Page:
This week is providing a brief respite from single digit temperatures and the perfect opportunity to inspect plumbing for leaks.
Similarly to how water main breaks occur more often in winter, cold temperatures also make home plumbing more prone to leaks and cracks. Even if a frozen pipe doesn’t burst, freezing and thawing can put stress on pipes as they expand and contract with the temperature changes. This stress will often result in leaks, particularly at joints and connections.
Water leaks can be costly and more common than you might think. Nearly 10% of homes have leaks wasting upwards of 90 gallons of water every day. The most common locations for home plumbing leaks are faucets, toilets, and showerheads. Most water leaks are easily fixed, but if left unchecked leaks can run up unnecessary charges on your water bill and cause damage to your property.
If you suspect you may have a leak, there are some simple ways you can check.
How to Check for a Leak
- Turn off anything that uses water in your home.
- Check areas around faucets, toilets, water heaters, etc. for signs of a leak like puddles of water or drips.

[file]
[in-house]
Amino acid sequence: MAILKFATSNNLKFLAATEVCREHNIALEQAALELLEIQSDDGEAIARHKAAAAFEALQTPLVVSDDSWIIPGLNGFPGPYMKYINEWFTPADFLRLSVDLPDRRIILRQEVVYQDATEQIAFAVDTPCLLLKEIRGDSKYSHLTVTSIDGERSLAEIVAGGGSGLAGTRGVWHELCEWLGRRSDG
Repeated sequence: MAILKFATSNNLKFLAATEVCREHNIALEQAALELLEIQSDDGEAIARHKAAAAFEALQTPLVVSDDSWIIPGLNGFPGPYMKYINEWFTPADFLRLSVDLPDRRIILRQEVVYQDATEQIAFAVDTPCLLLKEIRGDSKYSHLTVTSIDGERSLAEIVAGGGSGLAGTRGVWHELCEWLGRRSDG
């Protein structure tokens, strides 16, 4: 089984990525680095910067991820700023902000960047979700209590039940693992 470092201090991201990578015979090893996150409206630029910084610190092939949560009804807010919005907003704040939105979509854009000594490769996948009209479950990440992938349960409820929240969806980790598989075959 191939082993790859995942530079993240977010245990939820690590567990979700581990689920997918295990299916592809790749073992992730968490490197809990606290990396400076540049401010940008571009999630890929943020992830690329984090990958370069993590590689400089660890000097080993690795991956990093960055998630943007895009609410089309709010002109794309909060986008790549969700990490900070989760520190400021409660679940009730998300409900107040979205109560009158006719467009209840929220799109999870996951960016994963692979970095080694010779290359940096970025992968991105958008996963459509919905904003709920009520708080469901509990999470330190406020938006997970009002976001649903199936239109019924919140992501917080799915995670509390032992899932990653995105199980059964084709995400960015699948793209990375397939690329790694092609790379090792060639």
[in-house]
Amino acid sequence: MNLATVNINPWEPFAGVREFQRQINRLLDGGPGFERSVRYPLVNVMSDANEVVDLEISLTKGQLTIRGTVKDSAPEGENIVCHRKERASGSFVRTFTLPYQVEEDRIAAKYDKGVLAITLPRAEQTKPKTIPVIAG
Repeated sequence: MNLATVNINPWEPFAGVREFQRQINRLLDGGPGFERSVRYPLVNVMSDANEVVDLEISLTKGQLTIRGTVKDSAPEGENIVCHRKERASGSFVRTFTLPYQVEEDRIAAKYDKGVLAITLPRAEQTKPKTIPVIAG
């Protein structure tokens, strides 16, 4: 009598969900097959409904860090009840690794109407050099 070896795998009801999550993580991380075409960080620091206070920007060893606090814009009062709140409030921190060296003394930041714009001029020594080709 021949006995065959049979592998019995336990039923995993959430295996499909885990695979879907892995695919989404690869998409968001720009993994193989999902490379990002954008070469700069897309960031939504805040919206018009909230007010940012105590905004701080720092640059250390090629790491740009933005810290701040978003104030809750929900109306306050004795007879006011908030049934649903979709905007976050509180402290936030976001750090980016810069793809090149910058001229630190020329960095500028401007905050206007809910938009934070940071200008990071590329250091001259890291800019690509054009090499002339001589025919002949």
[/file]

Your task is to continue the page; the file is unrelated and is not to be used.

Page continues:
- Find your meter. On the meter, locate the blue star, white triangle, or red circle-shaped test wheel on the register face.
- If the test wheel is spinning even though no water on your property is being used, you most likely have a leak somewhere.
- You may have to contact a plumber if you are unable to identify the source of a leak.
Portal Leak Notifications
Create an account at My.ClevelandWater.com to track actual water usage and sign up for leak notifications. Having the ability to monitor your water usage means that you can quickly and easily spot a potential issue and address it before it becomes a major problem. If there is an unusual spike in your water usage or continuous usage is showing at times when you aren't using water it could be the sign of a leak.
Additionally, customers with meters 1” and smaller receive an automatic leak notification email if your meter registers continuous usage for 7 days (168 consecutive hours of increasing reads).